Andrea Spyropoulos, president, Royal College of Nursing
Peter Carter, chief executive
20 Cavendish Sq
London W1G 0RN
November 5, 2012
Dear Ms Spyropoulos and Dr Carter
We are writing with concern over the RCN’s presentation of Mary Seacole as a pioneering nurse. We do not oppose honouring Seacole for her own merits, but rather, alas, the sizable misinformation campaign now associated with her. Nor do we oppose her being honoured with a statue, although we do most strenuously oppose its being erected at St Thomas’ Hospital with the designation “Pioneer Nurse,” a term clearly applicable to Nightingale, especially at her hospital–the home for more than a century of her nursing school, and a hospital whose design she influenced, in the cause of improved, safer hospital design–surely a matter for ongoing, not merely historical, concern.
We ask for the reasons for the remarks of RCN leaders, published in the Nursing Standard:
1. From, Sylvia Denton, RCN president in 2004, when she led the call for a monument to Seacole and stated: “Against all odds, she had an unshakeable belief in the power of nursing to make a difference. Mrs Seacole changed the face of modern nursing,” in Carol Davis, “Living Her Dream,” 18,32 (21 April 2004):12. What did she change? From what to what? We consider that Nightingale changed the face of modern nursing, and could go on for a very long time explaining how, but Seacole was a “doctress” or herbalist, and to our knowledge never was a nurse.
2. “RCN general secretary Peter Carter said: ‘There are three historical female figures in nursing who deserve respect, Florence Nightingale, Mary Seacole and Edith Cavell. They are three different women and it saddens me that we cannot celebrate all three in equal measure,” in Petra Kendall-Raynor, “Choice of Nightingale’s ‘Shrine’ for Seacole Memorial Contested” 21,34 (2 May 2007):8. But what is equal about their contributions? Edith Cavell is celebrated for her bravery, not her nursing (which was unhappily cut short). What exactly did Mary Seacole do to establish the nursing profession, in the U.K., or anywhere? If she nursed at a hospital, which? Did she write a book on nursing? What? Mentored nurses? Name some. Sent out teams of nurses to start professional nursing in other cities and countries? Where? We append Did You Know? about Nightingale’s contributions for reference.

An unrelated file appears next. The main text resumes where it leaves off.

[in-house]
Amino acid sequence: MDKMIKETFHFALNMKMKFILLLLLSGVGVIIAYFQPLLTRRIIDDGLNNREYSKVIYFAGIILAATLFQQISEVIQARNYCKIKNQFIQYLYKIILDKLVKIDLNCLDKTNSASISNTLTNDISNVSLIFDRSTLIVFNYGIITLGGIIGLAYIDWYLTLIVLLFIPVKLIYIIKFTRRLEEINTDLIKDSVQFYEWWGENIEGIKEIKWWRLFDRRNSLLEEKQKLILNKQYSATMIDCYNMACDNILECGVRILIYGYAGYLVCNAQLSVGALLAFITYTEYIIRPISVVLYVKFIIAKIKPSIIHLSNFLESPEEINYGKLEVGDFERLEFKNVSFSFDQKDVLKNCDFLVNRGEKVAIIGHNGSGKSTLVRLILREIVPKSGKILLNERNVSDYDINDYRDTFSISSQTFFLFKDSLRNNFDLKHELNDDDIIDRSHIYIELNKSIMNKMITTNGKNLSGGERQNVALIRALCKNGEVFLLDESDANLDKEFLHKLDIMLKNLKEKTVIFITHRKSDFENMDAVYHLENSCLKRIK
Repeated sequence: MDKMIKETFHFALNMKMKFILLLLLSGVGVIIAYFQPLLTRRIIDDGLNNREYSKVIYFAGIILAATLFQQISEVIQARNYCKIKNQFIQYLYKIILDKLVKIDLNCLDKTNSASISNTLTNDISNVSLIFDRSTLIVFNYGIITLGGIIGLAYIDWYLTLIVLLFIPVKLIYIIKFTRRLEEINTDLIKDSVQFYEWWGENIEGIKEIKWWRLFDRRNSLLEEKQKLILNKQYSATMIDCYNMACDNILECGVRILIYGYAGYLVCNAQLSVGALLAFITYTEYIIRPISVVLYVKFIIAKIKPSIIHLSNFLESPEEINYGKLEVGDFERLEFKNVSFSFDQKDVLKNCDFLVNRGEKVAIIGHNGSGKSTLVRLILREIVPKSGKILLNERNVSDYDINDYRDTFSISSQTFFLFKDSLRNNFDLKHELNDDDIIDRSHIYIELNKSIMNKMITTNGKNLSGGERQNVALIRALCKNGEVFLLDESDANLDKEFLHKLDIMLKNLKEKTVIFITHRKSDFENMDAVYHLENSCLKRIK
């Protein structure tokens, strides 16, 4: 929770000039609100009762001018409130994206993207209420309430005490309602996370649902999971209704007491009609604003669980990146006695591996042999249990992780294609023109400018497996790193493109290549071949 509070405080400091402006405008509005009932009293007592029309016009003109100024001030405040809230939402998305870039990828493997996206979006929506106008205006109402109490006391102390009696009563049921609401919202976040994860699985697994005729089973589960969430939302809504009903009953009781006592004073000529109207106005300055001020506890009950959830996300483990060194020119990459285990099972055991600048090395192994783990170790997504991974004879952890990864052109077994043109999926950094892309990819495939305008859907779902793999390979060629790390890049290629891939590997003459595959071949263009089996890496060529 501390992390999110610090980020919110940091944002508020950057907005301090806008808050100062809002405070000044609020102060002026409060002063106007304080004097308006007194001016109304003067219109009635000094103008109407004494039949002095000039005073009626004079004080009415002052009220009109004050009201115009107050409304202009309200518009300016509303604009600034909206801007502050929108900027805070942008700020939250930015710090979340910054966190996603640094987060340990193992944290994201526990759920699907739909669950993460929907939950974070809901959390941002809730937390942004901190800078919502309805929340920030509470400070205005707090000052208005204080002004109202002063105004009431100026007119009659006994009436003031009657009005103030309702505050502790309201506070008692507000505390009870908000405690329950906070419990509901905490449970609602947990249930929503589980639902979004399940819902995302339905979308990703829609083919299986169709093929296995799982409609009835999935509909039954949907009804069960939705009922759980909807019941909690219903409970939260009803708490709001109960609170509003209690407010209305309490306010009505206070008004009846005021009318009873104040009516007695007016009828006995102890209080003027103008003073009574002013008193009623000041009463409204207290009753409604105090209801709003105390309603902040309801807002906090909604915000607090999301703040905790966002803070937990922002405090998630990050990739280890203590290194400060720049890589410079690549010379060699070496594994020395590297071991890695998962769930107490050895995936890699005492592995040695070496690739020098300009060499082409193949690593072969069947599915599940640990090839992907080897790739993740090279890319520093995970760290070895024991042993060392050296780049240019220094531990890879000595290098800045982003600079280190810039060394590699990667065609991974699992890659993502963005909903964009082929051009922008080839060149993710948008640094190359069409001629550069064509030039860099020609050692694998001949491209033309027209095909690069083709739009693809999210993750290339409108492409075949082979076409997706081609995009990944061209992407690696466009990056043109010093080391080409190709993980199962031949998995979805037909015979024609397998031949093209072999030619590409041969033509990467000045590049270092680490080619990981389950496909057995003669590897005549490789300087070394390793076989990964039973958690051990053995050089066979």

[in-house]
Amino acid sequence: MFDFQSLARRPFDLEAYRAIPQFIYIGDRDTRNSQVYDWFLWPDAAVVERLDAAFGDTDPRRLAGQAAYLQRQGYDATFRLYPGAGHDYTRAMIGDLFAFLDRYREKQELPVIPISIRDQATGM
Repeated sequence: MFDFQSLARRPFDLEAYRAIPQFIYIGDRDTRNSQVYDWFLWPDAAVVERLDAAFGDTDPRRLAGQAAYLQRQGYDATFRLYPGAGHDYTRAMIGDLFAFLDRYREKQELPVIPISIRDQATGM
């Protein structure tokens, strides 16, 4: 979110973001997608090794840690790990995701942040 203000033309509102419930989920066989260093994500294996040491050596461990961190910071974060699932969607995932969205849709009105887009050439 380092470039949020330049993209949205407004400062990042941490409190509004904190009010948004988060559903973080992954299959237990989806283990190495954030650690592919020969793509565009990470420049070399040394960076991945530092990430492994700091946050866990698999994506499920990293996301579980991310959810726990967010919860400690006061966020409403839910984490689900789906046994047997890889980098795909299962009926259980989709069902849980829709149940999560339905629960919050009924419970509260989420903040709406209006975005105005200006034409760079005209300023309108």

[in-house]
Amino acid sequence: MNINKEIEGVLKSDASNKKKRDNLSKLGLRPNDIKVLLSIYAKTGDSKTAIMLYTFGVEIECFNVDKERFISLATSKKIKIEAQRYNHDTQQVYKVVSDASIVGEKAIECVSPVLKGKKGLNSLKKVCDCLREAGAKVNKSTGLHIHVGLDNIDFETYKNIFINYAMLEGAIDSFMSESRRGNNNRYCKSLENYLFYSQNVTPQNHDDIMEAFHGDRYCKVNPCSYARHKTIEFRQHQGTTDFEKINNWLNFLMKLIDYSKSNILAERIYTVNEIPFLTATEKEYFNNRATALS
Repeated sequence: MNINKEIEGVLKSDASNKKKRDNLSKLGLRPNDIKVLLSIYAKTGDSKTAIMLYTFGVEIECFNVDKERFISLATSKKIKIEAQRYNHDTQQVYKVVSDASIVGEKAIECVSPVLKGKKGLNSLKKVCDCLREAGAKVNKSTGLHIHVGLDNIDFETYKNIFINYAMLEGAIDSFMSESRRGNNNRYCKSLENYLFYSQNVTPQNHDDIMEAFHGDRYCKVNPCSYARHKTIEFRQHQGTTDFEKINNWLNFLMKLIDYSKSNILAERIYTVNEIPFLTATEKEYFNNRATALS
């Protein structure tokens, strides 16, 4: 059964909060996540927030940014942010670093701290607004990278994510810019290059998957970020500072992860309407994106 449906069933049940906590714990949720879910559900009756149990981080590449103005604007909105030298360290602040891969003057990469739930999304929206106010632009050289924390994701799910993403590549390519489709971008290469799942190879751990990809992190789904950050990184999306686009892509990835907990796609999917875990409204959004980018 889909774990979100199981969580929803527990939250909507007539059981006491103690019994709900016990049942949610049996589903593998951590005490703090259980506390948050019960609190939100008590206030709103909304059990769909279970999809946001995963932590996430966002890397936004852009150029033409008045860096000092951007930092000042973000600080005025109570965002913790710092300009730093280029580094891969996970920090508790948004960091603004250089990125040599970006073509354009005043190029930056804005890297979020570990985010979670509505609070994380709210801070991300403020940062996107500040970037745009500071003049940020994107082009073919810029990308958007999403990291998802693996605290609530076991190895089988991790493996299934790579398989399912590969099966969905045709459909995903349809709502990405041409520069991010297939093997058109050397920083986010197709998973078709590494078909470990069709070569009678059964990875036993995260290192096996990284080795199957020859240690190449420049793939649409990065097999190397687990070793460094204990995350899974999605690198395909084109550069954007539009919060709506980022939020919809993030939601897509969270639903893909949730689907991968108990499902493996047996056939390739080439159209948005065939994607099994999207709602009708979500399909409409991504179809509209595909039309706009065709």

3. The RCN website on the Mary Seacole stamp issued by the Royal Mail, that Seacole was taught “traditional African herbal medicine and midwifery by her mother,” when her memoir never mentions African remedies or midwifery but merely calls her mother “an admirable doctress” (Wonderful Adventures of Mrs Seacole in Many Lands 2), from whom she learned “a great deal of Creole medicinal art” (5). She is said to have “learned to treat cholera, yellow fever and other tropical diseases in her travels to Haiti, Cuba, the Bahamas, the USA and England,” although in her memoir she mentioned Haiti and Cuba only in passing (“I visited also Hayti and Cuba” (5), and was never in the U.S.; in the Bahamas she collected “handsome shells and rare shellwork” for sale back in Jamaica, where they caused “a sensation” (5). When she earlier lived in England for 2 years, she sold West Indian preserves and pickles (4). When she came in 1854 her purpose was to look after her gold stocks (74).
Further, according to the RCN website, she learned about “surgical techniques and European medical practice” while in England; what? Where? (she said not a word to that effect in her memoir).
4. The RCN, jointly with other organizations, administers the Mary Seacole Leadership Awards, funded by the Dept of Health. A website providing application material states that the awards emphasize “Mary Seacole’s pioneering role in leadership.” Please state concretely what that pioneering leadership was.
We ask you to forward this request for information to the other officials (or former officials) of the RCN as necessary for response.